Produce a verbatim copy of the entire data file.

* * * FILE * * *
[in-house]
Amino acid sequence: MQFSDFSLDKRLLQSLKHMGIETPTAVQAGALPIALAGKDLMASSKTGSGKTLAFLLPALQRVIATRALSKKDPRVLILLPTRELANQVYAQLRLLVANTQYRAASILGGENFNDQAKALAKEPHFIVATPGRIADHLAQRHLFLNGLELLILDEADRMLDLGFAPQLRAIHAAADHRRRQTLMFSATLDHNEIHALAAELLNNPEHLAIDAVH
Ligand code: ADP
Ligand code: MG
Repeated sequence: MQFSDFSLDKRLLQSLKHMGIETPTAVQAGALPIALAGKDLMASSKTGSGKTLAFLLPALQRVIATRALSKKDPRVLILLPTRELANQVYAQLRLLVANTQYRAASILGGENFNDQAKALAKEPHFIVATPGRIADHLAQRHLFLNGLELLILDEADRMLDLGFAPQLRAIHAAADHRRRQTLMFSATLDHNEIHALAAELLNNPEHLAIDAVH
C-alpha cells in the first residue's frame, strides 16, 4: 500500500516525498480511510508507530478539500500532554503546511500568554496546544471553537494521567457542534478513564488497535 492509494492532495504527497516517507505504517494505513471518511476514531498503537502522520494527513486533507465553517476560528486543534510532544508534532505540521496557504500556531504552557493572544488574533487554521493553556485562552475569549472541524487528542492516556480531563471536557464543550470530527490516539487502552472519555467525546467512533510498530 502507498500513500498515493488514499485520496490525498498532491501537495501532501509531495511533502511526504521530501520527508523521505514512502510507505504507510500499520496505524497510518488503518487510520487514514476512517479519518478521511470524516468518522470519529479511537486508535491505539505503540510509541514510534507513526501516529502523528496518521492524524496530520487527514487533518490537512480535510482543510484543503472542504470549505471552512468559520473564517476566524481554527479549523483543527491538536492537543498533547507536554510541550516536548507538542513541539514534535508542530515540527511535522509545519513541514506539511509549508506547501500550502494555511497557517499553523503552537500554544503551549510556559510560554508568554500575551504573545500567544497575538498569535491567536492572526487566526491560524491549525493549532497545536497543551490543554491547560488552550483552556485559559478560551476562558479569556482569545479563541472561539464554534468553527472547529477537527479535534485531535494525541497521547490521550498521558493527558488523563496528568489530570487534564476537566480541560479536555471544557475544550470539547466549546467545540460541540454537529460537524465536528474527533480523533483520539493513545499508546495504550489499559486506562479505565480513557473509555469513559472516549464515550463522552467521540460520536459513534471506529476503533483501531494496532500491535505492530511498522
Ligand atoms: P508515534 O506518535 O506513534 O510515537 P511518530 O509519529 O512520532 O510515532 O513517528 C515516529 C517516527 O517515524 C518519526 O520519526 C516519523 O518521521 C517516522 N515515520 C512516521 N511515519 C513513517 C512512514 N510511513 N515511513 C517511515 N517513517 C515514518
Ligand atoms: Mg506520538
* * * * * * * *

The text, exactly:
[in-house]
Amino acid sequence: MQFSDFSLDKRLLQSLKHMGIETPTAVQAGALPIALAGKDLMASSKTGSGKTLAFLLPALQRVIATRALSKKDPRVLILLPTRELANQVYAQLRLLVANTQYRAASILGGENFNDQAKALAKEPHFIVATPGRIADHLAQRHLFLNGLELLILDEADRMLDLGFAPQLRAIHAAADHRRRQTLMFSATLDHNEIHALAAELLNNPEHLAIDAVH
Ligand code: ADP
Ligand code: MG
Repeated sequence: MQFSDFSLDKRLLQSLKHMGIETPTAVQAGALPIALAGKDLMASSKTGSGKTLAFLLPALQRVIATRALSKKDPRVLILLPTRELANQVYAQLRLLVANTQYRAASILGGENFNDQAKALAKEPHFIVATPGRIADHLAQRHLFLNGLELLILDEADRMLDLGFAPQLRAIHAAADHRRRQTLMFSATLDHNEIHALAAELLNNPEHLAIDAVH
C-alpha cells in the first residue's frame, strides 16, 4: 500500500516525498480511510508507530478539500500532554503546511500568554496546544471553537494521567457542534478513564488497535 492509494492532495504527497516517507505504517494505513471518511476514531498503537502522520494527513486533507465553517476560528486543534510532544508534532505540521496557504500556531504552557493572544488574533487554521493553556485562552475569549472541524487528542492516556480531563471536557464543550470530527490516539487502552472519555467525546467512533510498530 502507498500513500498515493488514499485520496490525498498532491501537495501532501509531495511533502511526504521530501520527508523521505514512502510507505504507510500499520496505524497510518488503518487510520487514514476512517479519518478521511470524516468518522470519529479511537486508535491505539505503540510509541514510534507513526501516529502523528496518521492524524496530520487527514487533518490537512480535510482543510484543503472542504470549505471552512468559520473564517476566524481554527479549523483543527491538536492537543498533547507536554510541550516536548507538542513541539514534535508542530515540527511535522509545519513541514506539511509549508506547501500550502494555511497557517499553523503552537500554544503551549510556559510560554508568554500575551504573545500567544497575538498569535491567536492572526487566526491560524491549525493549532497545536497543551490543554491547560488552550483552556485559559478560551476562558479569556482569545479563541472561539464554534468553527472547529477537527479535534485531535494525541497521547490521550498521558493527558488523563496528568489530570487534564476537566480541560479536555471544557475544550470539547466549546467545540460541540454537529460537524465536528474527533480523533483520539493513545499508546495504550489499559486506562479505565480513557473509555469513559472516549464515550463522552467521540460520536459513534471506529476503533483501531494496532500491535505492530511498522
Ligand atoms: P508515534 O506518535 O506513534 O510515537 P511518530 O509519529 O512520532 O510515532 O513517528 C515516529 C517516527 O517515524 C518519526 O520519526 C516519523 O518521521 C517516522 N515515520 C512516521 N511515519 C513513517 C512512514 N510511513 N515511513 C517511515 N517513517 C515514518
Ligand atoms: Mg506520538